Sarah Coles questions Otto Thoresen on his bid to bring financial education to the masses
There are two things that everyone knows about their finances. Firstly, they are far too complicated to understand, and, secondly, anyone who offers you help to get to grips with them is not to be trusted.
It’s an understandable state of affairs, especially given the amount of jargon and the many mis-selling scandals generated by the multi-billion pound financial services industry. But it is a situation which has left millions of Britons financially vulnerable. The government has recognised that in a world where individuals are clocking up mounting credit card debts and hefty mortgages, and ignoring the need to save for their retirement something needs to be done to improve their financial capability. Back in 2007, it appointed Otto Thoresen, the chief executive of Aegon UK, to review the need for a national system of generic financial advice that brings free information about money and finance to those who need it most, with the aim of overcoming prejudices about financial advisers, the fear of financial jargon, and perhaps the biggest barrier of all: inertia.
Lack of financial capability is an issue that has widespread repercussions and impacts on the workplace. Individuals with money worries could end up suffering from stress that reduces their productivity in the workplace. They may also have to spend time during working hours dealing with their financial problems. Furthermore, if individuals lack financial know-how, then there is little chance of them fully understanding and appreciating the financial benefits they are being offered by their employers, such as pensions or shares.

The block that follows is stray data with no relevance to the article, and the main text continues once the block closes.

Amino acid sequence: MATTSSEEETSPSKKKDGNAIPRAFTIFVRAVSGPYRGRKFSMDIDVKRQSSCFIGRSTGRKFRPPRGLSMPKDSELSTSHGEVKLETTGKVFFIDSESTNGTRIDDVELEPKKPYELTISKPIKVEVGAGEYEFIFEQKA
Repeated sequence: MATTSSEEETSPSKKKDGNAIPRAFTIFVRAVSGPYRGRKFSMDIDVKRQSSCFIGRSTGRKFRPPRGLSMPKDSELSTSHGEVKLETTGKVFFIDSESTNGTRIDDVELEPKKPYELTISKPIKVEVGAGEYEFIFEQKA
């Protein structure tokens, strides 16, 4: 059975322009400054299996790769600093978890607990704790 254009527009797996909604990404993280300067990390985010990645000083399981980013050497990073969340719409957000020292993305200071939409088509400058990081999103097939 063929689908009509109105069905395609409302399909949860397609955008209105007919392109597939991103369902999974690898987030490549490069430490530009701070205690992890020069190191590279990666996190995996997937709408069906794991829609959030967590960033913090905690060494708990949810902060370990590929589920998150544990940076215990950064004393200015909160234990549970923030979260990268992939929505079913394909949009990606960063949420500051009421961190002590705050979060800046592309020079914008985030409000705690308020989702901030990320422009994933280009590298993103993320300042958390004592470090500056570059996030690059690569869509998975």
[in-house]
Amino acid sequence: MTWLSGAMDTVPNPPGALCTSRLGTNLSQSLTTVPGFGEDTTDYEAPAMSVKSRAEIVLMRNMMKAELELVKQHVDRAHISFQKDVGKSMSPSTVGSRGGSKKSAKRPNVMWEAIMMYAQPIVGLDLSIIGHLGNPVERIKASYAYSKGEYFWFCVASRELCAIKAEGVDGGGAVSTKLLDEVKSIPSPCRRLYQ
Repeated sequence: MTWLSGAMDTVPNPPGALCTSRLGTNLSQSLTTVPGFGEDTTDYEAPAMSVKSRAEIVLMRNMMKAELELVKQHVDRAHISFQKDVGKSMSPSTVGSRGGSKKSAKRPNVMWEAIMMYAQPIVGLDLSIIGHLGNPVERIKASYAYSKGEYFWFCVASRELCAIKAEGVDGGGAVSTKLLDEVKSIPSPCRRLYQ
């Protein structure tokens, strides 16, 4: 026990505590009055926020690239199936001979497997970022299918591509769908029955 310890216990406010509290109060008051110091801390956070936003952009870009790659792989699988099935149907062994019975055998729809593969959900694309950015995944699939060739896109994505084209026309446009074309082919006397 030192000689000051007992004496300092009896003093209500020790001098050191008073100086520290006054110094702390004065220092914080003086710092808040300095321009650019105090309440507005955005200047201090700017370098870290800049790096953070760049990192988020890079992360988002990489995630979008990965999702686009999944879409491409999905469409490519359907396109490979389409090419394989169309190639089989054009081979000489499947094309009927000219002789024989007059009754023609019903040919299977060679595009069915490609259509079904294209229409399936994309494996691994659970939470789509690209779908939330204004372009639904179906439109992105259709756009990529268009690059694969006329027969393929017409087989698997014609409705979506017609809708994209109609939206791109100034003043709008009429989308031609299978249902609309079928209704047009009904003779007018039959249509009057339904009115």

Last month, The Thoresen review of generic financial advice: final report was published, laying down a framework for a new approach to financial information that also identifies a key role for employers. It proposes the introduction of a service, provisionally branded ‘Money Guidance’, that will provide information on budgeting, saving and borrowing, insurance, retirement planning, tax and welfare benefits, and help individuals navigate the terminology of the financial services industry. Thoresen says: “People are put off. The language [of finance] is too complex, and there’s no obvious logic to it.”
The service will also offer guidance via the web, telephone and face-to-face consultations, which will help individuals identify the issues facing them and their available options.
Thoresen says the service needs to be preventative and accessible at key points in people’s lives, such as when they have a child or if their partner becomes ill, to avoid a monetary crisis arising further down the line.
One vital life stage, he says, is when someone begins their first job and starts to make decisions about their finances. Here employers could act as a conduit for financial education and support by referring staff to the Money Guidance service. He explains: “Every employer as part of [their] induction process could give people something that allows them access to the Money Guidance service and encourages people to use it.”
This could be anything from a section on the company intranet, to literature in a welcome pack, or bringing in an adviser.
As part of his review, Thoresen ran two prototype projects, which included workplace-based trials. He explains: “We went to large employers like B&Q and Woolworths and asked the store managers if they would allow an adviser to come in and do a briefing during their lunch hour. Most people were happy to allow it to be delivered to staff and people responded very well to it.”
He added that repeating these every six months would be a useful way of keeping financial issues front-of-mind.